Mackey v. United States (401 U.S. 667)/Dissent Douglas

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United States Supreme Court

401 U.S. 667

Mackey  v.  United States (401 U.S. 667)

 Argued: Oct. 21, 1970. --- Decided: April 5, 1971

Mr. Justice DOUGLAS, with whom Mr. Justice BLACK concurs, dissenting.

I had assumed that all criminal and civil decisions involving constitutional defenses which go in favor of the defendant were necessarily retroactive. That is to say, the Constitution has from Chief Justice Jay's time been retroactive, [*] for there were no decisions on the points prior thereto. Marchetti v. United States, 390 U.S. 39, 88 S.Ct. 697, 19 L.Ed.2d 889 and Grosso v. United States, 390 U.S. 62, 88 S.Ct. 709, 19 L.Ed.2d 906, exonerated defendants who, when they failed to file returns, were not by reason of United States v. Kahriger, 345 U.S. 22, 73 S.Ct. 510, 97 L.Ed. 754, entitled to a constitutional immunity. Why Marchetti and Grosso are entitled to relief and Mackey is not, is a mystery. It is said that Mackey's gambling return, 'like physical evidence seized in violation of a new interpretation of the Fourth Amendment, is concededly relevant and probative even though obtained by the Government through means since defined by this Court as constitutionally objectionable.' The same could be said of Marchetti and Crosso. Yet their convictions were reversed.

I could understand today's decision if Marchetti and Grosso had announced only a prospective rule applicable to all like defendants. But when the defendants in those cases are given the benefit of a new constitutional rule forged by the Court, it is not comprehensible, if justice rather than the fortuitous circumstances of the time of the trial is the standard, why all victims of the old unconstitutional rule should not be treated equally.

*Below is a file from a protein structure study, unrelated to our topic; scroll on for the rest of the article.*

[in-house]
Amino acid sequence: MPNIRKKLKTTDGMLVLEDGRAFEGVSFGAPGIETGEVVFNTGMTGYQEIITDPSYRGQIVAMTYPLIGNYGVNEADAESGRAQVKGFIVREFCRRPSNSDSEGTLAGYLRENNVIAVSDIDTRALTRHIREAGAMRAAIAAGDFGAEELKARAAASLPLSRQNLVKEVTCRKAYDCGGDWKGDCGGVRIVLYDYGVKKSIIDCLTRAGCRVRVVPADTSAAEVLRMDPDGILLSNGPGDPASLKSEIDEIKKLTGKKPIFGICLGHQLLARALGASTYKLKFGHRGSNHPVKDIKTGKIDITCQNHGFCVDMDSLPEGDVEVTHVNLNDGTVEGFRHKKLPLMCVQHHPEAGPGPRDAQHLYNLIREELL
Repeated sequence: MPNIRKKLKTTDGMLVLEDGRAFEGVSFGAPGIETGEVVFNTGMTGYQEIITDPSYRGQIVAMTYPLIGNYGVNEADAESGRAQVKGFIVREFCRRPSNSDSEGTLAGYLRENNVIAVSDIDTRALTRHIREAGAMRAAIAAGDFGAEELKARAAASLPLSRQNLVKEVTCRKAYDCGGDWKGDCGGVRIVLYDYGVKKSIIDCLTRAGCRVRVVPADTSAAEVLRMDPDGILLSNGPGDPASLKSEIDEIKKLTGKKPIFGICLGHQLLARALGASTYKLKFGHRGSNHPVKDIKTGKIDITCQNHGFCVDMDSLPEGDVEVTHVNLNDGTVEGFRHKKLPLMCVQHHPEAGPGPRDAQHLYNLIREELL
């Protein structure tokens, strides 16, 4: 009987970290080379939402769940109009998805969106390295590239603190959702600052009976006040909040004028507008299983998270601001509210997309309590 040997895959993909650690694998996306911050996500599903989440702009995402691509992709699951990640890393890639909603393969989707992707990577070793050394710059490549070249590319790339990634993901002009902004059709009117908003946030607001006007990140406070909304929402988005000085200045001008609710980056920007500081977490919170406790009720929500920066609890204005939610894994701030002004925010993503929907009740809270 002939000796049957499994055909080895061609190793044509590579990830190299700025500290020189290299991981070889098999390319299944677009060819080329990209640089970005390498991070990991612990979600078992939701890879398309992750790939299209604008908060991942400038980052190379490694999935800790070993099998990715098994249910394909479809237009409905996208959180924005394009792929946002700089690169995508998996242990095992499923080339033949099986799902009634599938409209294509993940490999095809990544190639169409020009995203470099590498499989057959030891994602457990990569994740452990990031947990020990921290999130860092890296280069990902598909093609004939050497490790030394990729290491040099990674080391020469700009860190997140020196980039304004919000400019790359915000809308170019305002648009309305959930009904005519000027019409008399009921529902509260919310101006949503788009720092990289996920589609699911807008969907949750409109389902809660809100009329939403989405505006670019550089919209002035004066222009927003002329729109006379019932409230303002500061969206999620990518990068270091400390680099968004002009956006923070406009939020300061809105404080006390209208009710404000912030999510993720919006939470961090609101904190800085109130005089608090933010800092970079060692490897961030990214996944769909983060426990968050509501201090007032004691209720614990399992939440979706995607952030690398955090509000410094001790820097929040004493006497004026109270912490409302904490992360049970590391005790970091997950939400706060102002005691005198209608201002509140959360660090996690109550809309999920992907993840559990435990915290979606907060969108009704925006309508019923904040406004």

I can find nothing in the Constitution that authorizes some constitutional rules to be prospective and others to be retroactive. The majority often says the test is whether a new rule affects the integrity of the factfinding process, Desist v. United States, 394 U.S. 244, 89 S.Ct. 1030, 22 L.Ed.2d 248. Yet even that test is not applied when the majority thinks that the impact of the new rule, if applied with due regard to the Equal Protection Clause, would be 'devastating.' Tehan v. Shott, 382 U.S. 406, 419, 86 S.Ct. 459, 467, 15 L.Ed.2d 453. The Constitution grants this Court no such legislative powers.

My views have been expressed in Linkletter v. Walker, 381 U.S. 618, 640, 85 S.Ct. 1731, 1743, 14 L.Ed.2d 601, and Johnson v. New Jersey, 384 U.S. 719, 736, 86 S.Ct. 1772, 1783, 16 L.Ed.2d 882, and I adhere to them. I would continue to construe all constitutional safeguards 'strictly.'


This work is in the public domain in the United States because it is a work of the United States federal government (see 17 U.S.C. 105).